Oh little Bean, you are already 4 weeks old. There are many days when I debate adding an "o" to the end of your pseudonym. Why? Because of the surprising, staccato bursts of sound which issue from both ends of your maturing digestive tract. Your other affectionate nickname is Vladimir, as in Vladimir "Pootin'". Yes, your parents are corny, may as well accept that now! Seriously, though you have got to be the gassiest baby I have ever the great fortune to know. And the sheer volume of solid waste that you manufacture on a daily basis? Impressive, my friend, especially for a breast fed baby. There is never any doubt of when you need to be changed, because we can hear you fill your diaper from across the room! I can't believe that I used to fret about your sisters weekly movements, only now to fret that there is nary a diaper change that you aren't at least a little dirty. You are the sweetest little man, though, so laid back. Every time you fuss, there is a solution. You can even fall asleep all on your own! This amazes me. You are also so serious, it takes a lot to get you to crack a smile; however, you are very chatty, cooing and squeaking all day long. I am treasuring this ever dwindling time with you, cuddling you when you sleep on my chest. Too soon you'll be "all grown-up," just like your big sister.
It's been a trying week in Whoo-ville. Last Friday I was practically in tears I felt so horrible, but I had no idea why...until I spiked a temp. Then the vague aching in my left breast took on a more significant role than an after-effect of overaggressive pumping. I had the fantastic luck of getting a rip-roaring case of mastitis. Fortunately for me, I could call in my own antibiotics. Unfortunately, I got really sick really fast. At one point my temp was up to 104.7, and Mr. Whoo was on the brink of forcibly carting me to the ER (I'd really have to be dying to go to the ER!) I knew I was on the correct meds, but when I was on my 24th hour of spiking temps, I must admit I had visions of MRSA dancing in my head. I defervesced sometime between Saturday and Sunday, and I'm still taking antibiotics. The illness took a lot out of me, and I was feeling pretty wiped out until yesterday, when the next great thing happened, we lost power.
Big deal, right? The loss of power in our particular section of the neighborhood occurs approximately every 15 days, and is out for 8-10 hours at a time. The frustrating part is that it is only our street. The other houses in our neighborhood, including the street over never lose power, so this puts us low on the priority list to have power restored. The first winter snowstorm that we had when we moved in resulted in power loss for 3-4 *days*, forcing us to move ourselves and (our then 18 month old) CindyLou into a hotel. When your power is out this long, you are forced to throw hundreds of dollars of food away, and spend your nights either sweltering or freezing cold, oh, and no cooking because the stove is electric as well. Throw in a 3 year old and a newborn and 10 hours of power loss in the middle of the night is just not ideal. We sweat our way through the night, CindyLou came into our bed because her nightlight was out, and Bean wouldn't nurse in the total dark, so we had a flashlight sitting upright on the bedside table, which woke up CindyLou, Bean was too hot to sleep on me, but wouldn't sleep in his bed, either. Mr. Whoo and CindyLou eventually moved to her room and Bean and I stripped the covers from the bed and rested, albeit fitfully, throughout the night. The following morning, poor Mr. Whoo had to go to work. I kept CindyLou home with me, which may have been insane, now that I look back...no sleep and keeping and active toddler entertained all day? Not the wisest of moves.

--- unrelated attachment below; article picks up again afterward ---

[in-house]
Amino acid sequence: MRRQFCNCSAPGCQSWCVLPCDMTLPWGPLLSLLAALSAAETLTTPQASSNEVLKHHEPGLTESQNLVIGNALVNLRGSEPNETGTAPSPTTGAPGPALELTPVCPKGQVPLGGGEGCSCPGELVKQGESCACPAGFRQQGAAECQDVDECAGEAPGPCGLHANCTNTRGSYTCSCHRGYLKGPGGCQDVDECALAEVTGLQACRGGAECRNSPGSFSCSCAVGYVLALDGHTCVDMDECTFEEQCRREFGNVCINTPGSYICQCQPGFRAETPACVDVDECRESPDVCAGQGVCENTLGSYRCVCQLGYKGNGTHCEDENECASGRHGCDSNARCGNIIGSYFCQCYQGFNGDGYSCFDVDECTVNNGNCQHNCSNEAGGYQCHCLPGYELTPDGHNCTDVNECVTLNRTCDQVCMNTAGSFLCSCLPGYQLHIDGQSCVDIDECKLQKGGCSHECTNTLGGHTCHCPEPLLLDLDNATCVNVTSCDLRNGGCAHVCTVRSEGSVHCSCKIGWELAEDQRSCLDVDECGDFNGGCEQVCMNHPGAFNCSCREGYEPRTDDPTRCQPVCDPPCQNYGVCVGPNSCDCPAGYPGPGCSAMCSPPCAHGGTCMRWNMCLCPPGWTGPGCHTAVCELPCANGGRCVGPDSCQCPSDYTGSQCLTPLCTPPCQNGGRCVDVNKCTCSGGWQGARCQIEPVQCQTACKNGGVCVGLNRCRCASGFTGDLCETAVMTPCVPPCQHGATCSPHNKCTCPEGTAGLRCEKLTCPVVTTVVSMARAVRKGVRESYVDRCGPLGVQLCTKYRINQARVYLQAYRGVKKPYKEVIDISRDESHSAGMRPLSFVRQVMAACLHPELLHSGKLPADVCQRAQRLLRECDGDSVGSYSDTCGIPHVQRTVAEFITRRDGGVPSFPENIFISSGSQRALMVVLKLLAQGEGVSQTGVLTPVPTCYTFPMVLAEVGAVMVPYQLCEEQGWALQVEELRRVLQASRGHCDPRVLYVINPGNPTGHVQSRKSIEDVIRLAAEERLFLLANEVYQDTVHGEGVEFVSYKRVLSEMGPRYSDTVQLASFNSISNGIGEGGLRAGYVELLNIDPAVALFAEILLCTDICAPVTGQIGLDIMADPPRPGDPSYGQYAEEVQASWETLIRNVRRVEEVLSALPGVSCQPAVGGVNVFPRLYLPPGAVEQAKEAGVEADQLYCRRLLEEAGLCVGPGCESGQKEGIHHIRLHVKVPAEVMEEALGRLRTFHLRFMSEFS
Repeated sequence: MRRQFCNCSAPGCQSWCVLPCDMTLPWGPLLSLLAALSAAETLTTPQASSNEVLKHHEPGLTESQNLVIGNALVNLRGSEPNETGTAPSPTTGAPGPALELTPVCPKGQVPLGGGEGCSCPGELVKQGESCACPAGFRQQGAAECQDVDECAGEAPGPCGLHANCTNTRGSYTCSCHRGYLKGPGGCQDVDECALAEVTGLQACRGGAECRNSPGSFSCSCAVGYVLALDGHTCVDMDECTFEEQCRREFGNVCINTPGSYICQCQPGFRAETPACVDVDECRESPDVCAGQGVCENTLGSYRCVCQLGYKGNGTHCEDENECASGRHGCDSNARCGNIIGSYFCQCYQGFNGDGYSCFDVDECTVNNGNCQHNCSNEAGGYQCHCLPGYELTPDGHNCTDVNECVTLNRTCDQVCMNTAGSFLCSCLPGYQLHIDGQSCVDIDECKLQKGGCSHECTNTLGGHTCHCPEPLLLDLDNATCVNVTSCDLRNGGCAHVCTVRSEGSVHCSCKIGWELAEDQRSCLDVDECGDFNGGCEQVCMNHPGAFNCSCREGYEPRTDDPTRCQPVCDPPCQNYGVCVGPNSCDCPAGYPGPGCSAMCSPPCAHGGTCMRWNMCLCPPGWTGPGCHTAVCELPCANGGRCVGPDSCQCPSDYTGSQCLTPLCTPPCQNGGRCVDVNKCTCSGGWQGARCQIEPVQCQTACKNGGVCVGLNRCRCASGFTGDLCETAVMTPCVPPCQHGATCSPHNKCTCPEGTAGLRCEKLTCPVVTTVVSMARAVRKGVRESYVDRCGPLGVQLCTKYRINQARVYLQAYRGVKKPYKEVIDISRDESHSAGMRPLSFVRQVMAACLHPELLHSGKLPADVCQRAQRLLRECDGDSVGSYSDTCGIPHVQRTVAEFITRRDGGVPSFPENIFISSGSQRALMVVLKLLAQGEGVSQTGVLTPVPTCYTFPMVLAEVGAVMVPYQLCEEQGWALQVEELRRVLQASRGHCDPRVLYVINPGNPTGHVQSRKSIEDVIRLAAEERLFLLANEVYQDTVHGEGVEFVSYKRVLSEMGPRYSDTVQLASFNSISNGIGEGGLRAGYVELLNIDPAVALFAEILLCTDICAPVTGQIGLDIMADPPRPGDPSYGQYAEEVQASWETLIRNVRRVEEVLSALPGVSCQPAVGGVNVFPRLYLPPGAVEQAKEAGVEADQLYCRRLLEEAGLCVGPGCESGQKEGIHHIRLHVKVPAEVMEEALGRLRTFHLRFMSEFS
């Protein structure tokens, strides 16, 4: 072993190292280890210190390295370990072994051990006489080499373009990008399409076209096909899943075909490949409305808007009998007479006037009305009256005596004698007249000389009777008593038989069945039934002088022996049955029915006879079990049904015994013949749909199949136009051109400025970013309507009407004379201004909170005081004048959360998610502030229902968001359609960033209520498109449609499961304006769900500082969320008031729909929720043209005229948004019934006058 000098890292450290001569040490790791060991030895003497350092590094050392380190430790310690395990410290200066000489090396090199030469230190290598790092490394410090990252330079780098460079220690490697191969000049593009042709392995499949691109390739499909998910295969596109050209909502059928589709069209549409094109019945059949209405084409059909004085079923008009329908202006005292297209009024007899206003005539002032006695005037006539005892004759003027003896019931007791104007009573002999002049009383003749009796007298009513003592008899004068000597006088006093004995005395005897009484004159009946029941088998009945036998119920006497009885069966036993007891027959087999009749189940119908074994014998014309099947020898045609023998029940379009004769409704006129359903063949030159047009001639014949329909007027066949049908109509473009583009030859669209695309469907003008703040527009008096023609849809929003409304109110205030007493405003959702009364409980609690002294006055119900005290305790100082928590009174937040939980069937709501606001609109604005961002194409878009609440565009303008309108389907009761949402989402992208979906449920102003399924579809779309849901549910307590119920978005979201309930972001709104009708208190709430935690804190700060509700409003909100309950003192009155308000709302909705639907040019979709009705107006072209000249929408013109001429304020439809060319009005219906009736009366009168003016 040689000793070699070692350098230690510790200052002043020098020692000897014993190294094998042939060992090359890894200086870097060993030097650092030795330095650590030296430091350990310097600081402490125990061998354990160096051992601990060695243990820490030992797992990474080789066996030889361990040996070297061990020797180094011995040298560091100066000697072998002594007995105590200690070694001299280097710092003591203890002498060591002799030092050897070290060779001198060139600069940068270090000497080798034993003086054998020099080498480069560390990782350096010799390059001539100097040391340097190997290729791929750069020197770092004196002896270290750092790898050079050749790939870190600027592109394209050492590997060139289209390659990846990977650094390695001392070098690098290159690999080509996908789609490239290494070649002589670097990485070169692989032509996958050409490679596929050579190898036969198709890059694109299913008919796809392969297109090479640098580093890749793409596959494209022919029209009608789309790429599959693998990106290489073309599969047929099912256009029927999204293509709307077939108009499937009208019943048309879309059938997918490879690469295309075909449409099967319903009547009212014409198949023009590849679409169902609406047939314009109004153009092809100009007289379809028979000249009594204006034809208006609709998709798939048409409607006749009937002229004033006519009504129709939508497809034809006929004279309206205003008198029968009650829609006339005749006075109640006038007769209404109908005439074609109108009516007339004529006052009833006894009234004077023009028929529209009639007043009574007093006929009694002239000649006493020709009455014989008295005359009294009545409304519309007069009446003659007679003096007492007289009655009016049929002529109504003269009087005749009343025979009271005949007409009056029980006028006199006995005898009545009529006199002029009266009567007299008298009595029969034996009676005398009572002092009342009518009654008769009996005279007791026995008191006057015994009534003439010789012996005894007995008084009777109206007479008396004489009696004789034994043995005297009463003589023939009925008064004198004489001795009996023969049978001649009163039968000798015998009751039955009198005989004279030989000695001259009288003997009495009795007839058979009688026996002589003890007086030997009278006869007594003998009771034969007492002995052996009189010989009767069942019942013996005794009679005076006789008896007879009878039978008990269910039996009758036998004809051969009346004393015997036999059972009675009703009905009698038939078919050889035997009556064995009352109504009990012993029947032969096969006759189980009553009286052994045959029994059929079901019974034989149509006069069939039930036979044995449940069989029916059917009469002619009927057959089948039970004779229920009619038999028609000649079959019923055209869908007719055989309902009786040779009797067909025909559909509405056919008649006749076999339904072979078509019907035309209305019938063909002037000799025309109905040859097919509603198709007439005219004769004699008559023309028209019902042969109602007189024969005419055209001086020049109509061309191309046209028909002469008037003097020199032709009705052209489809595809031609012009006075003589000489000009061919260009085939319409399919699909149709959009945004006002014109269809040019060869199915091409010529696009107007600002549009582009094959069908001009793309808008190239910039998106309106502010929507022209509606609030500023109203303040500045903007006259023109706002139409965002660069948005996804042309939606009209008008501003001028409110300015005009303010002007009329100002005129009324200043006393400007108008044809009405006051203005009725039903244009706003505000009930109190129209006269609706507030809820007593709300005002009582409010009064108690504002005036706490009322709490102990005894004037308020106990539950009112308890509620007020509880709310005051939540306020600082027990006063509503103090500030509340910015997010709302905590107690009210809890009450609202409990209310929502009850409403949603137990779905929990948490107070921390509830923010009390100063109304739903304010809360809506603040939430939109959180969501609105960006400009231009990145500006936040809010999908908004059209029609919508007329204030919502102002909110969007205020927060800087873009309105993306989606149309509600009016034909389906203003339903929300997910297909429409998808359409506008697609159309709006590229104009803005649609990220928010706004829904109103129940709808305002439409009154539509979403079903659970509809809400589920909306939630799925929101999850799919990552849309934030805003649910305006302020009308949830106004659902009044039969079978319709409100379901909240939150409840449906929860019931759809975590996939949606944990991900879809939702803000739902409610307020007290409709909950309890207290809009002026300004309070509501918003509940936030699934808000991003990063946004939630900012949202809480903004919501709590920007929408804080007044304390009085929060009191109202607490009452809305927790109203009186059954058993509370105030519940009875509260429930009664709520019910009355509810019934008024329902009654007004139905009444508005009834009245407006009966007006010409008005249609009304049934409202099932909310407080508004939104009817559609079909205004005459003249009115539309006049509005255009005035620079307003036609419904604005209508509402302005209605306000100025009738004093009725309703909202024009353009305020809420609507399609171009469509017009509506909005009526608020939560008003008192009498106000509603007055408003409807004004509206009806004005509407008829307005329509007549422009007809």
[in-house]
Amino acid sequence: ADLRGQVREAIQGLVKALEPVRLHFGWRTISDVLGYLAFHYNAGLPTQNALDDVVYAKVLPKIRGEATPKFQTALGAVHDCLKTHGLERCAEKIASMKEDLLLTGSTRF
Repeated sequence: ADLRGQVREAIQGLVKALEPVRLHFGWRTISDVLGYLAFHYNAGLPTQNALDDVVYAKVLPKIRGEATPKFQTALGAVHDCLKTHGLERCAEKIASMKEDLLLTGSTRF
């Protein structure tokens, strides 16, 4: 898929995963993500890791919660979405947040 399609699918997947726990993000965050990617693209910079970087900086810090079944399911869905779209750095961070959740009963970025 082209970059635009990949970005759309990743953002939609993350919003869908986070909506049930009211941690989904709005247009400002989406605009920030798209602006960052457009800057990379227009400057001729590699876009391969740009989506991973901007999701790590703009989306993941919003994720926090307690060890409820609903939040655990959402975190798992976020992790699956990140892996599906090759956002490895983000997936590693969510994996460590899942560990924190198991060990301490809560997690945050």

My hat is off to all of you stay at home mothers out there, especially those with multiple children. It was exhausting trying to keep up with all of the demands of both children. At one point, CindyLou decided that she wanted corn for lunch. Once I was able to detach Bean from the breast long enough to fix her lunch, I complied (I thought) with her request, and opened a can of corn. Oh no, it was meltdown time! You see, she wanted corn in a *line* (ie. corn on the cob) not a bowl! By the time I had her calmed down and eating the much maligned bowl of corn, the Bean had audibly filled his diaper, then CindyLou needed to go to the potty, then Bean needed to eat...so on and so forth. Mr. Whoo came home to CindyLou planted firmly in front of her portable DVD player with a movie, the house in utter disarray, and me catatonic on the couch with Bean sleeping on my lap. Mother of the year, I am not. That day did cement in my mind that I do not have what it takes (patience, aplomb, creativity, a will of iron, etc.) to stay home with kids. I think they would be miserable and I would be certifiable. This is a small thing to hold onto as my re-entry into the work fray draws ever closer. *sigh* I have more to post on that at a later date.
I believe that I have rambled long enough for now, my poor sleep deprived brain doesn't know when to stop the literary diarrhea. Maybe it is related to lack of adult interactions during the day? I'll spare you more painful minutiae for today. Thanks for all of your comments, I am reading and posting them when I can, and I appreciate everyone's advice!